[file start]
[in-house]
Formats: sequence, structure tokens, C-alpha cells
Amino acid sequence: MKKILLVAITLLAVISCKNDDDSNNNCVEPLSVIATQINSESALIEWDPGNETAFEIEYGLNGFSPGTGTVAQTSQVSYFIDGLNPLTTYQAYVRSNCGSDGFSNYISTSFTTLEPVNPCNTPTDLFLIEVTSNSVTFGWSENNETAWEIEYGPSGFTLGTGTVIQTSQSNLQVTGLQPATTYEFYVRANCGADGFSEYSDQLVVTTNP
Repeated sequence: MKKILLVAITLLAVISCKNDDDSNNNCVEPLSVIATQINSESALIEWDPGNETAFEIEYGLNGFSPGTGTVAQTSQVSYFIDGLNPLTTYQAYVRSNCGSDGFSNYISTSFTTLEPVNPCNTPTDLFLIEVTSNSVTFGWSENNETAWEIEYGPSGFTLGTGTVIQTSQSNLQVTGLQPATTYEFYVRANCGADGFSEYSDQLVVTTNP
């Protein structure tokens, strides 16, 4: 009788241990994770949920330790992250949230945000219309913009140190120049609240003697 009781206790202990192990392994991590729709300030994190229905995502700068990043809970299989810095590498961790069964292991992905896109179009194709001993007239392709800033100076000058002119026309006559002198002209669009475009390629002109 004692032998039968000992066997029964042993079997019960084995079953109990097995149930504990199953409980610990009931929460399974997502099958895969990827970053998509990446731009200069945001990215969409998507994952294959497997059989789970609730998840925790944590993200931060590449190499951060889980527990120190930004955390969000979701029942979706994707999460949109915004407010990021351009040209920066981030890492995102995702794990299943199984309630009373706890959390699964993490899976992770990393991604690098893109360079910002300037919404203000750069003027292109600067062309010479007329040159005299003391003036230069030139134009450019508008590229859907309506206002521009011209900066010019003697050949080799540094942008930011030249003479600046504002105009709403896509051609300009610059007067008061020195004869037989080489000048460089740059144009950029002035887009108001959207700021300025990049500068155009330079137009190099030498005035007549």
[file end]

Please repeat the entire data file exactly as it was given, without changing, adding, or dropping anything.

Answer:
[in-house]
Formats: sequence, structure tokens, C-alpha cells
Amino acid sequence: MKKILLVAITLLAVISCKNDDDSNNNCVEPLSVIATQINSESALIEWDPGNETAFEIEYGLNGFSPGTGTVAQTSQVSYFIDGLNPLTTYQAYVRSNCGSDGFSNYISTSFTTLEPVNPCNTPTDLFLIEVTSNSVTFGWSENNETAWEIEYGPSGFTLGTGTVIQTSQSNLQVTGLQPATTYEFYVRANCGADGFSEYSDQLVVTTNP
Repeated sequence: MKKILLVAITLLAVISCKNDDDSNNNCVEPLSVIATQINSESALIEWDPGNETAFEIEYGLNGFSPGTGTVAQTSQVSYFIDGLNPLTTYQAYVRSNCGSDGFSNYISTSFTTLEPVNPCNTPTDLFLIEVTSNSVTFGWSENNETAWEIEYGPSGFTLGTGTVIQTSQSNLQVTGLQPATTYEFYVRANCGADGFSEYSDQLVVTTNP
């Protein structure tokens, strides 16, 4: 009788241990994770949920330790992250949230945000219309913009140190120049609240003697 009781206790202990192990392994991590729709300030994190229905995502700068990043809970299989810095590498961790069964292991992905896109179009194709001993007239392709800033100076000058002119026309006559002198002209669009475009390629002109 004692032998039968000992066997029964042993079997019960084995079953109990097995149930504990199953409980610990009931929460399974997502099958895969990827970053998509990446731009200069945001990215969409998507994952294959497997059989789970609730998840925790944590993200931060590449190499951060889980527990120190930004955390969000979701029942979706994707999460949109915004407010990021351009040209920066981030890492995102995702794990299943199984309630009373706890959390699964993490899976992770990393991604690098893109360079910002300037919404203000750069003027292109600067062309010479007329040159005299003391003036230069030139134009450019508008590229859907309506206002521009011209900066010019003697050949080799540094942008930011030249003479600046504002105009709403896509051609300009610059007067008061020195004869037989080489000048460089740059144009950029002035887009108001959207700021300025990049500068155009330079137009190099030498005035007549």